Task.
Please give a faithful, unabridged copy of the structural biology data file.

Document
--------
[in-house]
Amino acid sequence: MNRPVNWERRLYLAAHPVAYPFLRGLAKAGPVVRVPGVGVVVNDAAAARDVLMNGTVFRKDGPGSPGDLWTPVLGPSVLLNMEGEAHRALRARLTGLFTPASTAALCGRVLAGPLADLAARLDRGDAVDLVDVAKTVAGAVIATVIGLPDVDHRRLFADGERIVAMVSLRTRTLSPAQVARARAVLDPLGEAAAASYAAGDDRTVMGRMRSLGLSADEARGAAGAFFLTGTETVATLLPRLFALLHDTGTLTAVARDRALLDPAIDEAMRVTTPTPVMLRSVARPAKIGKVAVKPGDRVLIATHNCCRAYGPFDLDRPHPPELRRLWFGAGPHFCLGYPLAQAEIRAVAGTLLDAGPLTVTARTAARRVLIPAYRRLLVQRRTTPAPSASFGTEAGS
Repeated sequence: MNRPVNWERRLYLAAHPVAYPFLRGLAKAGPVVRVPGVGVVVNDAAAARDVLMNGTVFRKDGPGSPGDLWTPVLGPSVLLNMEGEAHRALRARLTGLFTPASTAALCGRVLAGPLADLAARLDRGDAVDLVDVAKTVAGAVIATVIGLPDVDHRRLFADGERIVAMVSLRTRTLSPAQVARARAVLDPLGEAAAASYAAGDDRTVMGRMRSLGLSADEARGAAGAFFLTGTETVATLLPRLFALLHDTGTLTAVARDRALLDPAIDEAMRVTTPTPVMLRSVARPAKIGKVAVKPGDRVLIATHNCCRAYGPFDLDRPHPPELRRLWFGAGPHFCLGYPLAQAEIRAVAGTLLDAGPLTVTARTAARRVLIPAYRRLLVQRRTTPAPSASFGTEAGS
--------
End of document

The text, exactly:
[in-house]
Amino acid sequence: MNRPVNWERRLYLAAHPVAYPFLRGLAKAGPVVRVPGVGVVVNDAAAARDVLMNGTVFRKDGPGSPGDLWTPVLGPSVLLNMEGEAHRALRARLTGLFTPASTAALCGRVLAGPLADLAARLDRGDAVDLVDVAKTVAGAVIATVIGLPDVDHRRLFADGERIVAMVSLRTRTLSPAQVARARAVLDPLGEAAAASYAAGDDRTVMGRMRSLGLSADEARGAAGAFFLTGTETVATLLPRLFALLHDTGTLTAVARDRALLDPAIDEAMRVTTPTPVMLRSVARPAKIGKVAVKPGDRVLIATHNCCRAYGPFDLDRPHPPELRRLWFGAGPHFCLGYPLAQAEIRAVAGTLLDAGPLTVTARTAARRVLIPAYRRLLVQRRTTPAPSASFGTEAGS
Repeated sequence: MNRPVNWERRLYLAAHPVAYPFLRGLAKAGPVVRVPGVGVVVNDAAAARDVLMNGTVFRKDGPGSPGDLWTPVLGPSVLLNMEGEAHRALRARLTGLFTPASTAALCGRVLAGPLADLAARLDRGDAVDLVDVAKTVAGAVIATVIGLPDVDHRRLFADGERIVAMVSLRTRTLSPAQVARARAVLDPLGEAAAASYAAGDDRTVMGRMRSLGLSADEARGAAGAFFLTGTETVATLLPRLFALLHDTGTLTAVARDRALLDPAIDEAMRVTTPTPVMLRSVARPAKIGKVAVKPGDRVLIATHNCCRAYGPFDLDRPHPPELRRLWFGAGPHFCLGYPLAQAEIRAVAGTLLDAGPLTVTARTAARRVLIPAYRRLLVQRRTTPAPSASFGTEAGS